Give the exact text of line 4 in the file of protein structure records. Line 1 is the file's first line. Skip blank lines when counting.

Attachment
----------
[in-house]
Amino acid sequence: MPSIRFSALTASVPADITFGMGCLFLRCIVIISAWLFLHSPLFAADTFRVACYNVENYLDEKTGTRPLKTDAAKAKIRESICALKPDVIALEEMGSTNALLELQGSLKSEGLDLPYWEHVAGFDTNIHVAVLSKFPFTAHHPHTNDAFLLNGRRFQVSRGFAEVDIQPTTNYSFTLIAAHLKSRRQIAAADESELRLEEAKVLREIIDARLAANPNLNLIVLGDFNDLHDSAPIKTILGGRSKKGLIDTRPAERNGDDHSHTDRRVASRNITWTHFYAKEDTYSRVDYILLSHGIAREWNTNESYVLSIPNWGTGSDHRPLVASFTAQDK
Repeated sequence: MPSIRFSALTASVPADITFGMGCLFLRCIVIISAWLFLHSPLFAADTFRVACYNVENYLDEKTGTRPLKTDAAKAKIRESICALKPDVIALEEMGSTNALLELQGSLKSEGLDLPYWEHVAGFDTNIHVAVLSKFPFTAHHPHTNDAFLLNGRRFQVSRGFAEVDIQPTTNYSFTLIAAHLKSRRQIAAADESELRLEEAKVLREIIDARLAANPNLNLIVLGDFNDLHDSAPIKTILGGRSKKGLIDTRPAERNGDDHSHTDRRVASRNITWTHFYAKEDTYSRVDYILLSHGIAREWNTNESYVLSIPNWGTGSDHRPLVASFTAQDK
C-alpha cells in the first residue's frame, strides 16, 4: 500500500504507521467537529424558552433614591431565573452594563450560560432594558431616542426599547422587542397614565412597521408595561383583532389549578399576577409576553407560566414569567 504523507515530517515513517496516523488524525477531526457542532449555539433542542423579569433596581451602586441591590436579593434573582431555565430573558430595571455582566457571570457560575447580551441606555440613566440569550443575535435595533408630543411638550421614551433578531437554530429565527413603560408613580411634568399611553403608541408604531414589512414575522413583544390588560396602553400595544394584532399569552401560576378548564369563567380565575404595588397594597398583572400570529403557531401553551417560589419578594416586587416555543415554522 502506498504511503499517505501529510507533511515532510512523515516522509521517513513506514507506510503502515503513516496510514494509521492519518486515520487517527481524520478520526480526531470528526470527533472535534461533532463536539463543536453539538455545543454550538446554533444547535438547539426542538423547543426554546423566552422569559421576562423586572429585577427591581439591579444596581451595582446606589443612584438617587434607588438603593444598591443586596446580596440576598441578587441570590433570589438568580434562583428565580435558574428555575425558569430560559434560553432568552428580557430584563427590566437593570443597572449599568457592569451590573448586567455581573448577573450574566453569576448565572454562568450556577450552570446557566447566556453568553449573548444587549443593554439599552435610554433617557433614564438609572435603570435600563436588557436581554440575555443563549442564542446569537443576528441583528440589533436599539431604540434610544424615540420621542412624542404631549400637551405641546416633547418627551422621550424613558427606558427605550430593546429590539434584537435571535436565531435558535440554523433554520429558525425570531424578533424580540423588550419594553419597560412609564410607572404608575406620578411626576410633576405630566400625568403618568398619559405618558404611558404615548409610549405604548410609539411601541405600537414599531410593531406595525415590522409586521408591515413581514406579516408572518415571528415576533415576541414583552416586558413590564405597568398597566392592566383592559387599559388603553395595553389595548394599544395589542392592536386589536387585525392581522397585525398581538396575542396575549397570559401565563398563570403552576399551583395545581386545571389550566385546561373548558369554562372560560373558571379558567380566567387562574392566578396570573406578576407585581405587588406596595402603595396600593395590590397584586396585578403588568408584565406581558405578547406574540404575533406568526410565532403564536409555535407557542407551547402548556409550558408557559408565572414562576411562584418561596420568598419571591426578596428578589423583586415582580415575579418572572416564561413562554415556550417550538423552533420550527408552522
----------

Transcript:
C-alpha cells in the first residue's frame, strides 16, 4: 500500500504507521467537529424558552433614591431565573452594563450560560432594558431616542426599547422587542397614565412597521408595561383583532389549578399576577409576553407560566414569567 504523507515530517515513517496516523488524525477531526457542532449555539433542542423579569433596581451602586441591590436579593434573582431555565430573558430595571455582566457571570457560575447580551441606555440613566440569550443575535435595533408630543411638550421614551433578531437554530429565527413603560408613580411634568399611553403608541408604531414589512414575522413583544390588560396602553400595544394584532399569552401560576378548564369563567380565575404595588397594597398583572400570529403557531401553551417560589419578594416586587416555543415554522 502506498504511503499517505501529510507533511515532510512523515516522509521517513513506514507506510503502515503513516496510514494509521492519518486515520487517527481524520478520526480526531470528526470527533472535534461533532463536539463543536453539538455545543454550538446554533444547535438547539426542538423547543426554546423566552422569559421576562423586572429585577427591581439591579444596581451595582446606589443612584438617587434607588438603593444598591443586596446580596440576598441578587441570590433570589438568580434562583428565580435558574428555575425558569430560559434560553432568552428580557430584563427590566437593570443597572449599568457592569451590573448586567455581573448577573450574566453569576448565572454562568450556577450552570446557566447566556453568553449573548444587549443593554439599552435610554433617557433614564438609572435603570435600563436588557436581554440575555443563549442564542446569537443576528441583528440589533436599539431604540434610544424615540420621542412624542404631549400637551405641546416633547418627551422621550424613558427606558427605550430593546429590539434584537435571535436565531435558535440554523433554520429558525425570531424578533424580540423588550419594553419597560412609564410607572404608575406620578411626576410633576405630566400625568403618568398619559405618558404611558404615548409610549405604548410609539411601541405600537414599531410593531406595525415590522409586521408591515413581514406579516408572518415571528415576533415576541414583552416586558413590564405597568398597566392592566383592559387599559388603553395595553389595548394599544395589542392592536386589536387585525392581522397585525398581538396575542396575549397570559401565563398563570403552576399551583395545581386545571389550566385546561373548558369554562372560560373558571379558567380566567387562574392566578396570573406578576407585581405587588406596595402603595396600593395590590397584586396585578403588568408584565406581558405578547406574540404575533406568526410565532403564536409555535407557542407551547402548556409550558408557559408565572414562576411562584418561596420568598419571591426578596428578589423583586415582580415575579418572572416564561413562554415556550417550538423552533420550527408552522